PD_Packaging Digest

Packaging Digest, Fall 2015

Issue link: http://dc.cn.ubm-us.com/i/586152

Contents of this Issue


Page 15 of 39

16 packaging concepts 16 TRENDS // FALL 2015 www.PackagingDigest.com Are your customers complaining about: - POP-OPENS? - MISSED GLUE APPLICATION? - OUT-OF-LINE, MISSING, OR TORN FLAPS? PackChek Ensure proper hot melt application with real time inspection from the award-winning PackChek™ System. SOLVES ALL THREE Learn more here: http://delivr.com/2ehsq Adhesive Dispensing & Quality Inspection Systems | World Headquarters: +1.513.874.6550 | ask@valcomelton.com ©2015 Valco Cincinnati, Inc. ConAgra Foods Inc., owner of Hunt's, Chef Boyardee, Libby's, Van Camp's and other iconic canned-food brands, has completed the transition to cans that do not have bisphenol-A (BPA) liners. The company completed this change to its food packaging, which affects its U.S. and Canadian canning facilities, on July 30. Ardagh Group (www. ardaghgroup.com) supplies the new cans, which are made with a BPA-free coating. Although ConAgra currently imports into North America what it describes as "a small quantity of canned products" with BPA liners, the company expects these products to also be BPA-free by early next year. The company started canning some foods in cans with non-BPA liners in 2010 and has worked closely with Ardagh to develop a non-BPA liner that was compatible with the full range of ConAgra's canned products, including those with high acidity. Wes Wasson, senior director, packaging technology and cost optimization, ConAgra Foods, says "BPA is safe. The FDA and many other credible government agencies across the globe agree. We removed BPA from cans based on consumer preference. In response to our consumers' desire for alternate coatings for packaging for the food they eat, we have been working for several years to identify, test, qualify and commercialize non-BPA coatings that they can trust Many of our cans have been out of BPA for a while, but we waited to make a formal announcement until we could talk about our entire portfolio of food made in the United States and Canada being in non-BPA cans." In the past, other options for replacing BPA in can liners have been cost-prohibitive. "We worked with our suppliers to find ways to mitigate higher costs," says Wasson. "To change the liners, we looked for alternatives that would work with the food we package. The cans are made in new, state-of-the-art production facilities using advanced technologies that allow for use of different coating systems using polyester or acrylic materials that do not contain BPA. Also, no added costs will be passed along to consumers." Notably, the new cans match or exceed the performance of epoxy-lined cans. "We typically target a two-year shelf life for canned foods," says Wasson, who notes that the response has been positive. "We ConAgra goes BPA-free for U.S. and Canadian food cans recognize consumer interest in removing BPA from our cans and are pleased to be able to respond to that desire and offer food that our consumers can feel confident in."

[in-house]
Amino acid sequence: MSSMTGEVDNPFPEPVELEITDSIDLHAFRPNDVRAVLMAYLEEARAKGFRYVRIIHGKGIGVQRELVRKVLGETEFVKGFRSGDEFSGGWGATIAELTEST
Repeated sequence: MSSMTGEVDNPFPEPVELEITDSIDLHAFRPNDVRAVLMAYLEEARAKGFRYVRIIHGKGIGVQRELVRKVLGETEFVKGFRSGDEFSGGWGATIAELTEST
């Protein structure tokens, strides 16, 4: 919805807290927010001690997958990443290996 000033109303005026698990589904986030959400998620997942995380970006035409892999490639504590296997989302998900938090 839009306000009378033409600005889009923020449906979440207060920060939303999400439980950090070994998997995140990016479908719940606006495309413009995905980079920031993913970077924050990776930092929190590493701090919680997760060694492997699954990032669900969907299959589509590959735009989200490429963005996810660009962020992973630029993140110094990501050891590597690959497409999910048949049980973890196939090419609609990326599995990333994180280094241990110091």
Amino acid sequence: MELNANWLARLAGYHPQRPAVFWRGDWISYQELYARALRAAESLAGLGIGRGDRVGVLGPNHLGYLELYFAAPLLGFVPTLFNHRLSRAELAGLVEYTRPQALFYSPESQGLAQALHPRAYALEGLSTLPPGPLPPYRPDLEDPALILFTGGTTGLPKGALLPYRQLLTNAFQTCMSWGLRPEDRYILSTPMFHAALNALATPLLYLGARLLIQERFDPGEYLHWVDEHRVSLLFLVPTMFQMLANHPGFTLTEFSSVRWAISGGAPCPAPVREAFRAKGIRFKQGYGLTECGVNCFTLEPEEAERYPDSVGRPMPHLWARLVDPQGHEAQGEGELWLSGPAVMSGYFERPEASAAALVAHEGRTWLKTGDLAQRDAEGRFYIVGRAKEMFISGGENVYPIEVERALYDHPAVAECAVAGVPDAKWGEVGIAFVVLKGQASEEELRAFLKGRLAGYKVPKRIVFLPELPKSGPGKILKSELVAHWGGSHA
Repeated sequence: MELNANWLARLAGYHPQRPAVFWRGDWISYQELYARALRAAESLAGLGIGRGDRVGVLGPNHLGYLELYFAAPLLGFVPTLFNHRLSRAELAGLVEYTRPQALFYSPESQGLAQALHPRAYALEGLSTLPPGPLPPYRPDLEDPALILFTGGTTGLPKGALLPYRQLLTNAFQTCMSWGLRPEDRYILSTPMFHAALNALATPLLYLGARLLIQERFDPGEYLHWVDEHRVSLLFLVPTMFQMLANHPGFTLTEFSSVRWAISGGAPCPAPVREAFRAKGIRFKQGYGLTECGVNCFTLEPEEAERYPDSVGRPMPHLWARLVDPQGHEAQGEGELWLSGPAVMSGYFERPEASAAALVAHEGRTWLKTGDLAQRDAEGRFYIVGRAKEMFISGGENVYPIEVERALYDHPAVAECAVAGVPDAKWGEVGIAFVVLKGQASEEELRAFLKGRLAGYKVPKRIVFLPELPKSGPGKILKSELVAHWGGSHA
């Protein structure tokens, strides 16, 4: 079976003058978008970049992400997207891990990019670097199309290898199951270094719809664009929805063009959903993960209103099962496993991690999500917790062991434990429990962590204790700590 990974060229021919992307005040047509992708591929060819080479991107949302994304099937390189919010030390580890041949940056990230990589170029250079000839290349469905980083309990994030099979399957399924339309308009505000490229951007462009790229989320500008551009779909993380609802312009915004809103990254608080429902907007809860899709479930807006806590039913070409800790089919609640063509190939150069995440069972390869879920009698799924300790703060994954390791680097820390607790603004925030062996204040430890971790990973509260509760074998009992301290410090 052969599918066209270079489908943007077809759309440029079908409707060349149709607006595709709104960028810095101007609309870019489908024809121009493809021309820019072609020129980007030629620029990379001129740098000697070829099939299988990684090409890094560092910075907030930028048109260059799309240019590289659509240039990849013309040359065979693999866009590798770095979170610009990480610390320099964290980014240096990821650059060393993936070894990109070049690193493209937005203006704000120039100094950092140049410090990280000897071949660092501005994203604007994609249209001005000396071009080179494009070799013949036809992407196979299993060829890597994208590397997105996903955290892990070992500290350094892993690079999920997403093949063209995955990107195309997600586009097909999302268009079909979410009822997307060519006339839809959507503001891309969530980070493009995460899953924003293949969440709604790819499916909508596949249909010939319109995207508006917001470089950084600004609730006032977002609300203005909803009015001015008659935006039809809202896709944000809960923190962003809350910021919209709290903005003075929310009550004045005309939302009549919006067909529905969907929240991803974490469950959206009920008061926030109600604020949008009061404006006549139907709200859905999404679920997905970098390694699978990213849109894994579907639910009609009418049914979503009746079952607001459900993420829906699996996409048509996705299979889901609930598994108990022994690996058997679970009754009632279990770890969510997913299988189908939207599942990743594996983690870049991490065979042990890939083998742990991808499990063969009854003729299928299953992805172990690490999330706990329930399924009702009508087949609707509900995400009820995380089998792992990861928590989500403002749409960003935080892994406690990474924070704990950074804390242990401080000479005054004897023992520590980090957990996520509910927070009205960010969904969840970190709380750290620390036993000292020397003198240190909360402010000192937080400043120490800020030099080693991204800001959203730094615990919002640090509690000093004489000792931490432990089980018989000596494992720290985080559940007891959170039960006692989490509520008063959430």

Articles in this issue

Links on this page

Archives of this issue

view archives of PD_Packaging Digest - Packaging Digest, Fall 2015